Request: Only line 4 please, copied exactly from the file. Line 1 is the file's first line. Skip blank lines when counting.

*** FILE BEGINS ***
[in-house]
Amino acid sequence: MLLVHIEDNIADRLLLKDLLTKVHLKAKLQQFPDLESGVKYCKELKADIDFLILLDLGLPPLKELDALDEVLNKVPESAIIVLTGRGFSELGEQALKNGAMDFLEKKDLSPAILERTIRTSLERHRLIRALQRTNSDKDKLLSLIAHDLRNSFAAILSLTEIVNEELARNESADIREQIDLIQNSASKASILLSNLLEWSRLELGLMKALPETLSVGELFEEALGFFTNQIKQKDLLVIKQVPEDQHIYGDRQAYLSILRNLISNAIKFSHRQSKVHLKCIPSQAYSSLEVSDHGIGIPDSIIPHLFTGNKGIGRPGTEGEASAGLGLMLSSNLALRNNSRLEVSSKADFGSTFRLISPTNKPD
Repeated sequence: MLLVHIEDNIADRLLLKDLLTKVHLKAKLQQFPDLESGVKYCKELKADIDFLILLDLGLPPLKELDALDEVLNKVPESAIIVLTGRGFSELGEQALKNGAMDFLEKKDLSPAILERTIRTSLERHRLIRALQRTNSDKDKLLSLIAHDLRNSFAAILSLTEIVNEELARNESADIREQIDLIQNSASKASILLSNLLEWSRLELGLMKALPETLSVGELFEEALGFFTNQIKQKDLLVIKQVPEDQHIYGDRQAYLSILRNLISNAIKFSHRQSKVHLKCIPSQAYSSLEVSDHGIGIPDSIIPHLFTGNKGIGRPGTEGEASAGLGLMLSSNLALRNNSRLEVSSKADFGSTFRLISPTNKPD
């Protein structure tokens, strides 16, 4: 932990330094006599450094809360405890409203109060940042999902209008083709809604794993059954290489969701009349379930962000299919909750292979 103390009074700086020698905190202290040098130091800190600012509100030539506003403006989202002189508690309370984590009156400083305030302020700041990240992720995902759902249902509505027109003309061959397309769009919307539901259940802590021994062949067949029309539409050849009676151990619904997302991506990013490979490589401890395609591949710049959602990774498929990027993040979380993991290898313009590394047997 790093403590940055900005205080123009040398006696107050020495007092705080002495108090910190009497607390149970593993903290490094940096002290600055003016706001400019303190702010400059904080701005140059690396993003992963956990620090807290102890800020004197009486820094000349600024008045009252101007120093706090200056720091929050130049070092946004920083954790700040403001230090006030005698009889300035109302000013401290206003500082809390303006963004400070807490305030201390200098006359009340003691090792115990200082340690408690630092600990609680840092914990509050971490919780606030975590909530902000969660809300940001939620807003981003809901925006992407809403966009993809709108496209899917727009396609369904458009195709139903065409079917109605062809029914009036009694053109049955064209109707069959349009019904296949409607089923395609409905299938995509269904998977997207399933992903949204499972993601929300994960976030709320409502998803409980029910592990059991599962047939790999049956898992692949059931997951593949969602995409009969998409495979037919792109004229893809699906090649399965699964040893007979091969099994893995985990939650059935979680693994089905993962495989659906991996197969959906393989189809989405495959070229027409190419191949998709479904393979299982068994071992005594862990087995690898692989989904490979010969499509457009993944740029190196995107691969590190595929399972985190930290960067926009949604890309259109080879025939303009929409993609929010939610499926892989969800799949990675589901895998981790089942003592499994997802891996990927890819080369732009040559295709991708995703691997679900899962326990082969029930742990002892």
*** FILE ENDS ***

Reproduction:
């Protein structure tokens, strides 16, 4: 932990330094006599450094809360405890409203109060940042999902209008083709809604794993059954290489969701009349379930962000299919909750292979 103390009074700086020698905190202290040098130091800190600012509100030539506003403006989202002189508690309370984590009156400083305030302020700041990240992720995902759902249902509505027109003309061959397309769009919307539901259940802590021994062949067949029309539409050849009676151990619904997302991506990013490979490589401890395609591949710049959602990774498929990027993040979380993991290898313009590394047997 790093403590940055900005205080123009040398006696107050020495007092705080002495108090910190009497607390149970593993903290490094940096002290600055003016706001400019303190702010400059904080701005140059690396993003992963956990620090807290102890800020004197009486820094000349600024008045009252101007120093706090200056720091929050130049070092946004920083954790700040403001230090006030005698009889300035109302000013401290206003500082809390303006963004400070807490305030201390200098006359009340003691090792115990200082340690408690630092600990609680840092914990509050971490919780606030975590909530902000969660809300940001939620807003981003809901925006992407809403966009993809709108496209899917727009396609369904458009195709139903065409079917109605062809029914009036009694053109049955064209109707069959349009019904296949409607089923395609409905299938995509269904998977997207399933992903949204499972993601929300994960976030709320409502998803409980029910592990059991599962047939790999049956898992692949059931997951593949969602995409009969998409495979037919792109004229893809699906090649399965699964040893007979091969099994893995985990939650059935979680693994089905993962495989659906991996197969959906393989189809989405495959070229027409190419191949998709479904393979299982068994071992005594862990087995690898692989989904490979010969499509457009993944740029190196995107691969590190595929399972985190930290960067926009949604890309259109080879025939303009929409993609929010939610499926892989969800799949990675589901895998981790089942003592499994997802891996990927890819080369732009040559295709991708995703691997679900899962326990082969029930742990002892």